Greywater (also referred to as ‘sullage’) is waste water generated from bathrooms (showers, baths, spas and hand basins), laundries (washing machines), kitchens (sinks and dishwashers) and pools/spas. (Water which has passed through toilets is known as ‘Blackwater’.)
Greywater can be used again, saving you from using new, clean water. However greywater may contain:
- Bacteria, viruses and protoza from nappies and/or soiled clothing, and
- Chemicals from soaps, shampoos, dyes and other cleaning products.
The health risks from these contaminants can easily be prevented by good management practices and by the sensible use of greywater.
And because of the presence of some of these materials in greywater means it can also be a great watering alternative for the garden!
Domestic greywater reuse
Greywater can be diverted to your garden. Greywater diversion devices (GDD) can use gravity or a pump to divert bathroom (not toilet) and laundry water away from your sewerage drain and onto your garden. A GDD must only be used for sub-surface irrigation (no spray irrigation) and an overflow connection to sewer or septic tank must be maintained.
Gravity Diversion Devices
A gravity diversion device has a hand activated valve switch or tap which is fitted to the outlet of the waste pipe. This diverts greywater directly into your garden from areas like your washing machine outlet using gravity. Some gravity diversion systems include a surge tank while others feed straight into the subsurface irrigation system. The flow of greywater is usually activated through a tap or a switch.
Pump diversion devices
This diverts greywater to your garden using a surge tank and pump. Surge tanks capture the water to control the flow of greywater to your garden during sudden surges (but is not used for storage), such as emptying a bathtub. The pump distributes water through the underground irrigation system when gravity is not sufficient. Kitchen greywater is unsuitable for collection in a pump diversion device because it will clog the device causing bad smells and attract vermin.
Chemical composition of greywater
The chemical composition of greywater varies greatly, reflecting the lifestyle of the residents and the choice of household chemicals for laundry, bathing, etc. Greywater typically contains high concentrations of easily degradable organic material, such as fat and oil from cooking, and chemicals from residual cleaning products. The varying chemical composition of greywater means that it needs to be used wisely.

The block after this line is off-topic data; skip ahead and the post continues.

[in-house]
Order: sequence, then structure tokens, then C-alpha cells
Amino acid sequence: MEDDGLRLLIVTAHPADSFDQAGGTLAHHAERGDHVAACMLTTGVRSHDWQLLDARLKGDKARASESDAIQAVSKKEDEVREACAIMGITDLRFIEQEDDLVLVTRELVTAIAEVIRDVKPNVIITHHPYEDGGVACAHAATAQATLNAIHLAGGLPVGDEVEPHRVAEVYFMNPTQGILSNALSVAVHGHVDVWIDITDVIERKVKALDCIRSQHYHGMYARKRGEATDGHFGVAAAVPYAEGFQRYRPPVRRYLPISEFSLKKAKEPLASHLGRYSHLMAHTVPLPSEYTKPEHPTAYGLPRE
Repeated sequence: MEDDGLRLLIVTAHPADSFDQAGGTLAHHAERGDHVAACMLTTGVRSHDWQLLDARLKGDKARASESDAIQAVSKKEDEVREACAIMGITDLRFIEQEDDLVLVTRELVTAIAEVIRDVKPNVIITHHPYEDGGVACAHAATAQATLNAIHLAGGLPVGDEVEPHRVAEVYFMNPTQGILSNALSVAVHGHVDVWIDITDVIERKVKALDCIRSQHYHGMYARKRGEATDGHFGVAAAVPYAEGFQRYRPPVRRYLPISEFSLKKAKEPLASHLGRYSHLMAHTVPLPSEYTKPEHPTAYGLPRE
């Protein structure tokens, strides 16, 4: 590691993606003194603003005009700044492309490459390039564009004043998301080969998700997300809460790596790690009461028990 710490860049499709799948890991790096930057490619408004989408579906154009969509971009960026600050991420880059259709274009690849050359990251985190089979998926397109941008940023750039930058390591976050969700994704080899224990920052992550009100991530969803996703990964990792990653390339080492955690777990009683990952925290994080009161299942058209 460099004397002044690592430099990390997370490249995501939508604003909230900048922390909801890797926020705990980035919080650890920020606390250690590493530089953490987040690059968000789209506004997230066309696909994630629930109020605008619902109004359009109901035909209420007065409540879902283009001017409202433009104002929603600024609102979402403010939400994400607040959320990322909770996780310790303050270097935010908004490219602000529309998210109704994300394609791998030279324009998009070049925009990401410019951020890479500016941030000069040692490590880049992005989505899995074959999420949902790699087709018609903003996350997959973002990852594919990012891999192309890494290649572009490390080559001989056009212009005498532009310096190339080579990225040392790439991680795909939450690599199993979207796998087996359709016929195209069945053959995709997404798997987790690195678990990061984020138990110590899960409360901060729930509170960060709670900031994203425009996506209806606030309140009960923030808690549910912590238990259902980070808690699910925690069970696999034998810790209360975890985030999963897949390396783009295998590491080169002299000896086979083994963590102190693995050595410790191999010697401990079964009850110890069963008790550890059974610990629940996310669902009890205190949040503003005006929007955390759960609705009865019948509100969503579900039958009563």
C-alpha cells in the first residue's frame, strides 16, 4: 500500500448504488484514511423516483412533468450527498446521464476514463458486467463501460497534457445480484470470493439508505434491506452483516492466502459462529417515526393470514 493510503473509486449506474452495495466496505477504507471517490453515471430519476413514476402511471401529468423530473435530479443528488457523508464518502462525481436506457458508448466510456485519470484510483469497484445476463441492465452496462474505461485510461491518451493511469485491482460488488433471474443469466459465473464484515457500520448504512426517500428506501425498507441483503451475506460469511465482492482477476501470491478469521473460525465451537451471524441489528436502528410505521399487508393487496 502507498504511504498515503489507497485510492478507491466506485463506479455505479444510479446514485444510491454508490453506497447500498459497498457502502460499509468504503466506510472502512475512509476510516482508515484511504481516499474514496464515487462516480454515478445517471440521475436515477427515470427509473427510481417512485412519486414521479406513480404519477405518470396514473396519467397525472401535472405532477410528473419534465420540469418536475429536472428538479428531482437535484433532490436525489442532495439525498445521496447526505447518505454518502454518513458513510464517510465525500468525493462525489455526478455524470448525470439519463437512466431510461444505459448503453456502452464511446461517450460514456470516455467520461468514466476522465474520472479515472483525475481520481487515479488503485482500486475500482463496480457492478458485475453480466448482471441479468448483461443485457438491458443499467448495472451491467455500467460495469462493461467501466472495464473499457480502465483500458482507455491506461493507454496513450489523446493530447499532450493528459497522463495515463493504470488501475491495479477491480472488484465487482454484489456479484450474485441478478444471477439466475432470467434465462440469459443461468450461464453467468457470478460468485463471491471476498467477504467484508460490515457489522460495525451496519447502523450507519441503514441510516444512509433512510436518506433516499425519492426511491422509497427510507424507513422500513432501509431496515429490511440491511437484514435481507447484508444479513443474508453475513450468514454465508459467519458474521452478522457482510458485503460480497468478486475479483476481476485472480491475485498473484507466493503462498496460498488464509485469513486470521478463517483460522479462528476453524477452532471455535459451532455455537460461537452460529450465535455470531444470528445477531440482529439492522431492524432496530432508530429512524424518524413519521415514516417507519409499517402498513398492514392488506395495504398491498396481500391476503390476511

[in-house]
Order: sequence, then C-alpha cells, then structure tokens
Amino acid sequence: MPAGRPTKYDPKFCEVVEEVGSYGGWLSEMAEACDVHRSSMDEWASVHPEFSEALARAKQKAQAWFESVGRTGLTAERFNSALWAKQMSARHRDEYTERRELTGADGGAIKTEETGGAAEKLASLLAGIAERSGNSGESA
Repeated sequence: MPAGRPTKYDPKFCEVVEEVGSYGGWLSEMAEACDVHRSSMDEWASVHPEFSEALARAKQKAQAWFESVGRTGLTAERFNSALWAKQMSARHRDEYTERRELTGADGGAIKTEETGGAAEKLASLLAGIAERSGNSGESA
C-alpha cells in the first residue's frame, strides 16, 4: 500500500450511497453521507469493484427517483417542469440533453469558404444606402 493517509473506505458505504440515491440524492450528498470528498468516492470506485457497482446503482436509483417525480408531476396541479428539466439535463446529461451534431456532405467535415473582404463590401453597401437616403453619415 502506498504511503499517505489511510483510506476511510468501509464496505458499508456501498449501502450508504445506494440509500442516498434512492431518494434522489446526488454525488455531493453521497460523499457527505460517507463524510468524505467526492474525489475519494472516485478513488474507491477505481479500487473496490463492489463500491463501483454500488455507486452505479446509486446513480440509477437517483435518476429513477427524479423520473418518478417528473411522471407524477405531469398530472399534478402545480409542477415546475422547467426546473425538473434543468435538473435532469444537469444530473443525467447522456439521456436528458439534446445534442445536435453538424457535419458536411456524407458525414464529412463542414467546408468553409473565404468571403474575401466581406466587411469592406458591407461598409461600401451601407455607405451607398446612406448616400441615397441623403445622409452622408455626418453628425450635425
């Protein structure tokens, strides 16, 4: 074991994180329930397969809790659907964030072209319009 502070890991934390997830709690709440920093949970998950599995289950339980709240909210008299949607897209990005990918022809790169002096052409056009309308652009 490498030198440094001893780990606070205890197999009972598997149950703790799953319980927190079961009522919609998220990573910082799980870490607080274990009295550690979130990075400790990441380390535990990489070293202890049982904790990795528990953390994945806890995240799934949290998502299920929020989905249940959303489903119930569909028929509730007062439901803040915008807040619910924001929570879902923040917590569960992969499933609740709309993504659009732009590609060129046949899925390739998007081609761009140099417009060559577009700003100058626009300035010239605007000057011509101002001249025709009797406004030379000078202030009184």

- Greywater tends to be slightly alkaline and this can be harmful to acid loving plants such as azaleas and camellias, but bananas love it.
- Greywater will usually have a low nutrient compared to normal mixed wastewater (sewage). In some cases there can be high con-centrations of phosphorus, but the levels of nitrogen are always low. The amount of phosphorus will depend on the type of products used.
- Environmentally friendly shampoos, detergents and cleaning products should be used to protect soil and plants watered with greywater. Products containing low levels of boron, phosphorus and salt are recommended. Boron can be toxic to plants, some native plants are sensitive to phosphorous while sodium and other salts can damage soil structure.
- Bleaches and disinfectants can kill beneficial soil organisms and damage plants. Avoid using greywater containing harsh chemicals or bleaches, or after washing out hair dye or paint products.
Tips for reusing greywater safely
- Don’t use greywater from washing clothes soiled by faeces or vomit, for example, nappies.
- Don’t store untreated greywater for more than 24 hours, as bacteria and organic contaminants in greywater will cause it to turn septic and produce strong offensive odours
- Don’t use greywater if other people in the household have diarrhoea or an infectious disease, as this could increase the risk of other people becoming ill
- Keep children away from areas watered with greywater until it has soaked into the ground.